When a professional provides negligent advice they may be liable for consequent loss. But is the professional liable for the distress caused by their negligent advice? Clark v Turnbull [2017] CSOH 4 says that they're not. Distress is only a valid head of claim where the purpose of a contract was to provide pleasure or peace of mind.

The pursuers in this case are brothers. They sought the advice of the defenders, a firm of chartered accountants, on their capital gains tax liabilities arising from the sale of flats. They were incorrectly advised the CGT would be between £40,000 and £50,000. They sold the flats. In fact the CGT liability was around £150,000.

The brothers sought damages for the losses suffered. This included the increased CGT incurred; transaction fees; and late payment surcharges. They also sought damages for the distress they suffered when they discovered they faced a larger tax bill.

Lord Tyre dismissed one brother's claim for excess CGT and their claim for overpayment of tax in subsequent year: these claims had prescribed. This was a straight application of Morrison v ICL Plastics 2014 SC (UKSC) 222. But of more interest is how his lordship addressed their claim for distress.

Lord Tyre noted that the general rule is that a claim for distress is not a valid head of claim in a case for breach of contract. An exception to this rule was affirmed by the House of Lords in Farley v Skinner [2002] 2 AC 732. Where a contract is aimed at procuring peace or pleasure, then, if as a result of the breach of contract the expected pleasure is not realised, the party suffering that loss may be entitled for damages for distress.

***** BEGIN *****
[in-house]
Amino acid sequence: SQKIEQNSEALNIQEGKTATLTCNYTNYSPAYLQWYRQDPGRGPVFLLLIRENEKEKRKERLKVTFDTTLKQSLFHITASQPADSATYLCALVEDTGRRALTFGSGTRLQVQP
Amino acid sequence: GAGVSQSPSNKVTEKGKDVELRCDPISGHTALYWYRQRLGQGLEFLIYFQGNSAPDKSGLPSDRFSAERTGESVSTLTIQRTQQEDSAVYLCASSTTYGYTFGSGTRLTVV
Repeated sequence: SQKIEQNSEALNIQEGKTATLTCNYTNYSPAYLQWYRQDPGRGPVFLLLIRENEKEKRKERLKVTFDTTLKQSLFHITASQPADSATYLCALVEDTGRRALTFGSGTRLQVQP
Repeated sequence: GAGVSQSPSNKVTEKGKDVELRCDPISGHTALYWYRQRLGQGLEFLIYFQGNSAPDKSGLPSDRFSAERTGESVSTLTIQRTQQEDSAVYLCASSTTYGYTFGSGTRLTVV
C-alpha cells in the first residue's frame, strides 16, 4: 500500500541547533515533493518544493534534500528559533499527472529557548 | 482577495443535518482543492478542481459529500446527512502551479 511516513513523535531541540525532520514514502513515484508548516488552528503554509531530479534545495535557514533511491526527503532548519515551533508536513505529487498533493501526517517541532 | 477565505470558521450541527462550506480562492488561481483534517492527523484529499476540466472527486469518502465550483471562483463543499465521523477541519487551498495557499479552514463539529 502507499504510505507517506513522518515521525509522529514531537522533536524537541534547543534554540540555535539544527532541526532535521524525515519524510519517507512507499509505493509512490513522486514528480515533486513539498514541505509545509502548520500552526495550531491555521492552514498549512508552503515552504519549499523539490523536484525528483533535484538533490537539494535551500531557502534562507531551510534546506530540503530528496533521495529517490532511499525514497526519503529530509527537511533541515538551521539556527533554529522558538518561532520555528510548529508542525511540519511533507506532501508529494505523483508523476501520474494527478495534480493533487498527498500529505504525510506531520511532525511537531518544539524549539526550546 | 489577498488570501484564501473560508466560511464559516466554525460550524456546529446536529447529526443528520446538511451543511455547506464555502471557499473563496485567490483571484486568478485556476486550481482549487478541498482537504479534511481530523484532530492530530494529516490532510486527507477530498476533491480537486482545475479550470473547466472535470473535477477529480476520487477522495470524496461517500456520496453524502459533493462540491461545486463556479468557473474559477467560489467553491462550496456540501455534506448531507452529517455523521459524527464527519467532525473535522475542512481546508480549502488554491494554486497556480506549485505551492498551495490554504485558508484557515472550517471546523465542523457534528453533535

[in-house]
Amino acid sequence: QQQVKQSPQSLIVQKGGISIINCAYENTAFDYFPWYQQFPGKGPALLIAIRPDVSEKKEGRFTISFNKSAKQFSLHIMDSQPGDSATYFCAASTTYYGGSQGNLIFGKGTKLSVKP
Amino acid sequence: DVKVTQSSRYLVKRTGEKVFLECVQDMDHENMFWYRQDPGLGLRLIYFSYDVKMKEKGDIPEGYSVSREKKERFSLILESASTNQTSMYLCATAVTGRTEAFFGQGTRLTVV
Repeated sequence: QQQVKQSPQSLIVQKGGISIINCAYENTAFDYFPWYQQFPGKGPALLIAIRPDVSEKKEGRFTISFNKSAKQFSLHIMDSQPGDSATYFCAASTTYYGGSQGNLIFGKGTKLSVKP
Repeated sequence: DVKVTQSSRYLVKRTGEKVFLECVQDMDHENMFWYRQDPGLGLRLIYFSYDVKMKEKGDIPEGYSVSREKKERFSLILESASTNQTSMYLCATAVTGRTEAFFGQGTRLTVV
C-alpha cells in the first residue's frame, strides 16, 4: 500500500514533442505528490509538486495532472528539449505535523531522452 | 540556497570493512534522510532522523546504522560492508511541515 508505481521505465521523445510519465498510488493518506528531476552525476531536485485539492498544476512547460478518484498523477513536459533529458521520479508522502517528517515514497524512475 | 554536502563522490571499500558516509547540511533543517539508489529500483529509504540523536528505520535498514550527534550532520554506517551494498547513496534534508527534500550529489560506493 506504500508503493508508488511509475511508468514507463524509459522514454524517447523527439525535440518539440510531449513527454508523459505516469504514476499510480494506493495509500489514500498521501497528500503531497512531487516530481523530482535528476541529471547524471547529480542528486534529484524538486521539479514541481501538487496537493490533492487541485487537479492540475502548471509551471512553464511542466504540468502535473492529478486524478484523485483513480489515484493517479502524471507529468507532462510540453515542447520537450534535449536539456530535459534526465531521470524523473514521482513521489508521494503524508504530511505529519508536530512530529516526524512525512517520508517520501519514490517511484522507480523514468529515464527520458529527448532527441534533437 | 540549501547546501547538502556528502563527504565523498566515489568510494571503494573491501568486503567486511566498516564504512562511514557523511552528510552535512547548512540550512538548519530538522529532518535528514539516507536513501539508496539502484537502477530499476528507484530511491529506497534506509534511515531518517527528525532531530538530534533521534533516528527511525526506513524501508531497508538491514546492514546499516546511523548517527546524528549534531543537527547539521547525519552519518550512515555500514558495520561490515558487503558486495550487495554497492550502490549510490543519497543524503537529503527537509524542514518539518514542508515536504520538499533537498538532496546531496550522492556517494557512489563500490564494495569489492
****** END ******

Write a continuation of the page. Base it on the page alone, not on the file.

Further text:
As clarified by the House of Lords, the focus must be upon the purpose of the contract. In this case, the contract was for professional advice in relation to capital gains tax liability. The purpose of the contract was not to procure them peace of mind or pleasure. Lord Tyre noted that it was likely foreseeable that the provision of negligent advice by the defenders would cause distress to the pursuers. However the same could be said about professional advice generally.

We can all agree that paying taxes rarely brings pleasure. But negligently advising a client on the amount of tax they may owe does not become a contract to procure pleasure if it turns out more tax is owed.

Just as professionals are not liable for distress arising as an inevitable consequence of their advice - see Guney v Kingsley Napley [2016] EWHC 2346 (QB) on which we have recently commented - nor are they usually liable for distress caused by their advice being negligent.